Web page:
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HTV supply ship successfully berthed at space station– Spaceflight Now

Japan’s ninth HTV cargo craft is seen berthed to the International Space Station’s Harmony module after arriving Monday. Credit: NASA TV/Spaceflight Now The last of Japan’s current series of HTV cargo freighters arrived at the International Space Station Monday with a fresh set of lithium-ion batteries, ready for installation on the research lab’s solar power…
Japan’s ninth HTV cargo craft is seen berthed to the International Spaceport station’s Consistency module after arriving Monday. Credit: NASA TV/Spaceflight Now

The last of Japan’s existing series of HTV freight trucks got to the International Spaceport Station Monday with a fresh set of lithium-ion batteries, ready for installation on the research lab’s solar power truss after the set up docking of a two-man crew on a SpaceX Dragon spaceship later on today.

The automated supply ship was caught by the station’s Canadian-built robotic arm at 8: 13 a.m. EDT (1213 GMT) Monday, while the cars soared some 260 miles (418 kilometers) over Tanzania.

NASA astronaut Chris Cassidy, commander of the space station’s Expedition 63 team, managed the robotic arm for Monday’s capture of Japan’s ninth H-2 Transfer Automobile. Ground teams then took control of commanding of the robotic arm to berth the HTV to the space station’s Consistency module, where it’s due to stay up until July.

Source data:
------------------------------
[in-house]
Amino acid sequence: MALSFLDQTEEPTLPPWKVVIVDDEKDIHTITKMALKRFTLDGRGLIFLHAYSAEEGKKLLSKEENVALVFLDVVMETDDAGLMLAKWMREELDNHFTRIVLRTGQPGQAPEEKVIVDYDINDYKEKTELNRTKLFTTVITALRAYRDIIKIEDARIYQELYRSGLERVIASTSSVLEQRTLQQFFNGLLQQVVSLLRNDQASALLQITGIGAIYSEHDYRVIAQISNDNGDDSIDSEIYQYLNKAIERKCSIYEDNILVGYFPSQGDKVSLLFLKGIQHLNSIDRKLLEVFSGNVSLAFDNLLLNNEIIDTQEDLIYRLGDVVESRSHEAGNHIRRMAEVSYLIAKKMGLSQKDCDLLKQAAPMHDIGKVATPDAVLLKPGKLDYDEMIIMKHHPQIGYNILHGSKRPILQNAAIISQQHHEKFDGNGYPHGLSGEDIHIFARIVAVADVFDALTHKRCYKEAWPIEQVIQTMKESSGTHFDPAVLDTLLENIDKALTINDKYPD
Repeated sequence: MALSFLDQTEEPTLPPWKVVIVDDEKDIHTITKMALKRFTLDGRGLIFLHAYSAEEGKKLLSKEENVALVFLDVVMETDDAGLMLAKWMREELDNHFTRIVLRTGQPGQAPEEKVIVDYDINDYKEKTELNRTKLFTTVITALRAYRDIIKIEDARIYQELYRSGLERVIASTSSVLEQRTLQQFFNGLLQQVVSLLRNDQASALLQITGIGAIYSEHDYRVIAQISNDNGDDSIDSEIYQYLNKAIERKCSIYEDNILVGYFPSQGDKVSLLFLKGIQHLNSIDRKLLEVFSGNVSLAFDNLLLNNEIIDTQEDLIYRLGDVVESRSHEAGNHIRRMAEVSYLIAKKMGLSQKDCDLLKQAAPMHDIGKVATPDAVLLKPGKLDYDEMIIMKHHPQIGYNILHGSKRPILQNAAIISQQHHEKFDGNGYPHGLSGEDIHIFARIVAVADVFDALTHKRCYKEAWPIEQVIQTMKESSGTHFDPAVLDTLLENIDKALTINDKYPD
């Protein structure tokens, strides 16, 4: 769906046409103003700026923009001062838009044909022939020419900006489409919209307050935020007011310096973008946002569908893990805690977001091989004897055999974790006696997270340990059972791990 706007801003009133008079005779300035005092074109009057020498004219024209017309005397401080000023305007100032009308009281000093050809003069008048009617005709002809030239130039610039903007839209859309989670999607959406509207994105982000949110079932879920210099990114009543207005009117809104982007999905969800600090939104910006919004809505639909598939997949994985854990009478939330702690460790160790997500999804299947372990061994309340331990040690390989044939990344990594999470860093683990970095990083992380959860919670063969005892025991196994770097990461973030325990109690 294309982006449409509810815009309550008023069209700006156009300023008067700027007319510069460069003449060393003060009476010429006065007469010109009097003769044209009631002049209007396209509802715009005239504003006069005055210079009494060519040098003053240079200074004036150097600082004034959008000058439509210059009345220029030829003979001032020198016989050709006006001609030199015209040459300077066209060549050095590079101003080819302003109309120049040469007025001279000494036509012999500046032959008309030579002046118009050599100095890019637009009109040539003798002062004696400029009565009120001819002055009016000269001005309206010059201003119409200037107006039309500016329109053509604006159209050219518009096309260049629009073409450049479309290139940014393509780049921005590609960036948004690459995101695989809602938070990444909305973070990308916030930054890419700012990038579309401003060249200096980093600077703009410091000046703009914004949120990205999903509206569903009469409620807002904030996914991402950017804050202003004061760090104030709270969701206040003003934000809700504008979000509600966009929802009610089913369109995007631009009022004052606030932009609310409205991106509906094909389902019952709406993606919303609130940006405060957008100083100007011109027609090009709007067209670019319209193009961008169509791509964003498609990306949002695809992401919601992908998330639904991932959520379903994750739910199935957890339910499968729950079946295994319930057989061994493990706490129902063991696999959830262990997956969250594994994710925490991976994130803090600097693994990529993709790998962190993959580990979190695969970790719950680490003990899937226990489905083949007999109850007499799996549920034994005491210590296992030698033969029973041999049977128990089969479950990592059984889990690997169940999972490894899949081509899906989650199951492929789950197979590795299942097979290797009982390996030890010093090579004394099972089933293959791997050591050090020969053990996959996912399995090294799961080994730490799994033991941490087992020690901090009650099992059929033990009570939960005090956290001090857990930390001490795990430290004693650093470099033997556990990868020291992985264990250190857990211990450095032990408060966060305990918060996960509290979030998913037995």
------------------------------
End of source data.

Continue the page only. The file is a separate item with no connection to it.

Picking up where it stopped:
The objective marks the final flight of Japan’s existing HTV spacecraft design, which first reached the space station in2009 The Japan Aerospace Expedition Firm is developing an updated freight lorry called the HTV-X, which is slated to fly to the space station for the first time in 2022.

Unlike the HTV, which is grappled by the robotic arm and berthed with the space station, Japan’s HTV-X is designed to directly dock with the orbiting outpost, utilizing the exact same docking ports as SpaceX’s Team Dragon and Boeing’s Starliner team capsules.

” It was an honor for Expedition 63 to be part of the final HTV objective, a car that has actually contributed so significantly to the International Spaceport station program. Congratulations to our buddies and associates in Tsukuba,” Cassidy said Monday, referring to JAXA’s spaceport station nerve center in Tsukuba, Japan.

During its self-governing rendezvous Monday, the HTV was expected to evaluate a brand-new wifi information relate to the space station. The wifi link will permit video transmission in between the future HTV-X automobiles and the spaceport station throughout docking.

Japan’s ninth and final HTV cargo ship has been recorded by the International Space Station’s robotic arm, under the control of astronaut Chris Cassidy.

This the final in this series of HTV supply trucks. Japan quickly prepares to debut a brand-new freight vehicle. https://t.co/AhgELaVJrt pic.twitter.com/Bq0aoFhSqg

— Spaceflight Now (@SpaceflightNow) May 25, 2020

JAXA provides resupply services to the space station to assist pay for Japan’s share of the research lab’s operating expense. In addition to space station missions in low Earth orbit, Japanese officials say the HTV-X spacecraft might haul logistics to the future Gateway mini-space station near the moon.